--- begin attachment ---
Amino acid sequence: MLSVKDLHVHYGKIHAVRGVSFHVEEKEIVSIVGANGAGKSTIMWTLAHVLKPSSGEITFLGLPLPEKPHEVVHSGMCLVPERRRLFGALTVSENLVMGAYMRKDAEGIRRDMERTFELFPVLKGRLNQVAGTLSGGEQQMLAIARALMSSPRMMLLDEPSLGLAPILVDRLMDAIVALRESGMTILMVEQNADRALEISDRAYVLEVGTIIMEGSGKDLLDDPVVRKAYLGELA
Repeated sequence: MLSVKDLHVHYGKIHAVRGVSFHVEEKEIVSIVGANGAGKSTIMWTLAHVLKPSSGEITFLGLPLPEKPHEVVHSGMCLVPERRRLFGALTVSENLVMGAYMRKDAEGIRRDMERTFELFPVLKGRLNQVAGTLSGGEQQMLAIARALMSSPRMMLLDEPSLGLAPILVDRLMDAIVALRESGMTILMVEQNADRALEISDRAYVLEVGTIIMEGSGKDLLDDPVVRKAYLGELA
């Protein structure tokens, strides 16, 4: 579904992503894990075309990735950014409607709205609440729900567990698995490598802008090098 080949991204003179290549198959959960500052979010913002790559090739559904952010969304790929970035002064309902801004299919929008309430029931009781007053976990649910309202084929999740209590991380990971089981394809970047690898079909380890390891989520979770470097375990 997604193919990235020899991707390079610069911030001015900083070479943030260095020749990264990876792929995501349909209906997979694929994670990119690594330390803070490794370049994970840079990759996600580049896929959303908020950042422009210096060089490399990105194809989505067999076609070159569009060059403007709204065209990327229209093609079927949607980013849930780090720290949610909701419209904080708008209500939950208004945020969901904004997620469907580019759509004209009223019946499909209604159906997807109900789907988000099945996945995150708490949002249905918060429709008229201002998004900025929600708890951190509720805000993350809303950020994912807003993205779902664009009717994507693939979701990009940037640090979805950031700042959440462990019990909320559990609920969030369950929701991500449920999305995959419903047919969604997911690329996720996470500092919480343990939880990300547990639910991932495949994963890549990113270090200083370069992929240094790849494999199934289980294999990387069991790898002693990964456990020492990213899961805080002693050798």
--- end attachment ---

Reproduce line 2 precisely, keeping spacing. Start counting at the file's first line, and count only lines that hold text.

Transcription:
Repeated sequence: MLSVKDLHVHYGKIHAVRGVSFHVEEKEIVSIVGANGAGKSTIMWTLAHVLKPSSGEITFLGLPLPEKPHEVVHSGMCLVPERRRLFGALTVSENLVMGAYMRKDAEGIRRDMERTFELFPVLKGRLNQVAGTLSGGEQQMLAIARALMSSPRMMLLDEPSLGLAPILVDRLMDAIVALRESGMTILMVEQNADRALEISDRAYVLEVGTIIMEGSGKDLLDDPVVRKAYLGELA